Preliminary finding of mountain lion attack disputed by TPWD

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By RUSSELL HUFFMAN
TheFlashToday.com
December 7, 2020

A preliminary finding by the Tarrant County Medical Examiner’s Office has ruled out suicide or homicide. Still, officials are at odds as to whether or not a mountain lion attack was the cause of a 28-year-old Lipan man’s death.
Initial reports from the examiner’s office indicated that Christopher Alan Whiteley died after being attacked by an animal, possibly a mountain lion. Whiteley’s body was found in a wooded area near his Lipan home.
Biologists with the Texas Parks and Wild Life Department and a United States Department of Agriculture Wildlife Services trapper are disputing a mountain lion attack’s preliminary finding.
There are less than 30 confirmed deaths caused by mountain lion attacks in the past century, and none have occurred in Texas.
A Hood County Sherriff’s Department press release says the “Texas Parks and Wildlife have no confirmed records of a mountain lion from Hood County.”
The TPWD’s lack of a “confirmed record” is bound to draw some dispute from Hood County residents and their nearby neighbors with a mountain lion being killed after being hit by a car just outside Mineral Wells in Palo Pinto County and another near Chalk Mountain in Erath County.
Officials in Hood County are now awaiting a final autopsy report to decide what possibly happened to Whiteley.
One theory being floated is the man had a possible medical episode and perished. Animals (coyotes, hogs, vultures, bobcats) then happened upon the scene.
Investigators at the scene would have looked for tracks, bite marks, and other types of scavenger signs, which could have been mistaken in the preliminary findings for the man being attacked by a larger predator such as a mountain lion.
Mountain lions are not known for scavenging the kills of other animals or dead animals they find but will reportedly do so if starving.
The release from the Hood County Sherriff’s Department stated:
It appears we have two conflicting reports from two agencies that are experts in their field.
We stand behind the preliminary findings of the Tarrant County Medical Examiner’s Office, that rule out a suicide and a homicide on the death in question.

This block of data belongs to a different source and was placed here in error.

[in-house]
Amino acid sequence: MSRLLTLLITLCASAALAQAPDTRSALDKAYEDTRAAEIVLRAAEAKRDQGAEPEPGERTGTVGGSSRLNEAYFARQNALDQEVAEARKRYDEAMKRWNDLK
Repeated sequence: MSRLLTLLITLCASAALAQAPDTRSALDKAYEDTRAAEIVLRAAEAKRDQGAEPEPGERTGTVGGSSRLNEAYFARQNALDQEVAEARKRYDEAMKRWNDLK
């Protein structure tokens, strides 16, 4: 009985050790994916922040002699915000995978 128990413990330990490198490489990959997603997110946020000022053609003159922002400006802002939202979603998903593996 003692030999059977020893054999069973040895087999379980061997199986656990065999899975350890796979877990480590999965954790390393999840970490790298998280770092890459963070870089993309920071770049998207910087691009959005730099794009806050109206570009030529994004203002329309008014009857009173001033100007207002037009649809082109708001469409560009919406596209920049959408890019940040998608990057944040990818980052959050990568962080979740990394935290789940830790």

The investigation continues and we continue to gather pictures and statements from locals that have seen and capture on film images of mountain lions.
We will wait for the final autopsy report from the TCME Office.
Hood County Sheriff Roger Deeds always airs on the side of caution when it comes to the safety and well-being of the citizens of Hood County and will continue to alert them of any safety issue that may affect them.
Public Information Officer
Lt. Johnny Rose
Hood County Sheriff’s Office

The complete release is below

News Release 12-6-20

Lipan death investigation continues

On 12-6-20 the Hood County Sheriff’s Office received the statement and findings below from the Texas Parks and Wildlife Department, which states the following:

“Texas Parks and Wildlife Department is aware of this tragic loss of life and has provided assistance to the sheriff’s office in evaluating the circumstances and information available.

Texas Game Wardens, Texas Parks and Wildlife Department biologists, and subject matter experts conducted an inspection of the scene. There is not any evidence of a predatory attack by a mountain lion at the location where the victim was found.

A Unites States Department of Agriculture Wildlife Services trapper also evaluated the evidence and came to the same conclusion as our staff.

Fatal mountain lion attacks on people are extremely rare. In the past 100 years, there are fewer than 30 confirmed deaths due to mountain lion attacks nationwide. Texas Parks and Wildlife Department has no records of a confirmed fatal attack on a person by a mountain lion in Texas. Texas Parks and Wildlife also has no confirmed records of a mountain lion from Hood County.

The recent confirmed sighing from Rowlett in Dallas County was nearly 100 miles away and is considered

unrelated to this event.”

End of TPWD statement.

It appears we have two conflicting reports from two agencies that are experts in their field.

We stand behind the preliminary findings of the Tarrant County Medical Examiner’s Office, that rule out a suicide and a homicide on the death in question.

The investigation continues and we continue to gather pictures and statements from locals that have seen and capture on film images of mountain lions.

We will wait for the final autopsy report from the TCME Office.

Hood County Sheriff Roger Deeds always airs on the side of caution when it comes to the safety and well-being of the citizens of Hood County and will continue to alert them of any safety issue that may affect them.

Public Information Officer

Lt. Johnny Rose

Hood County Sheriff’s Office

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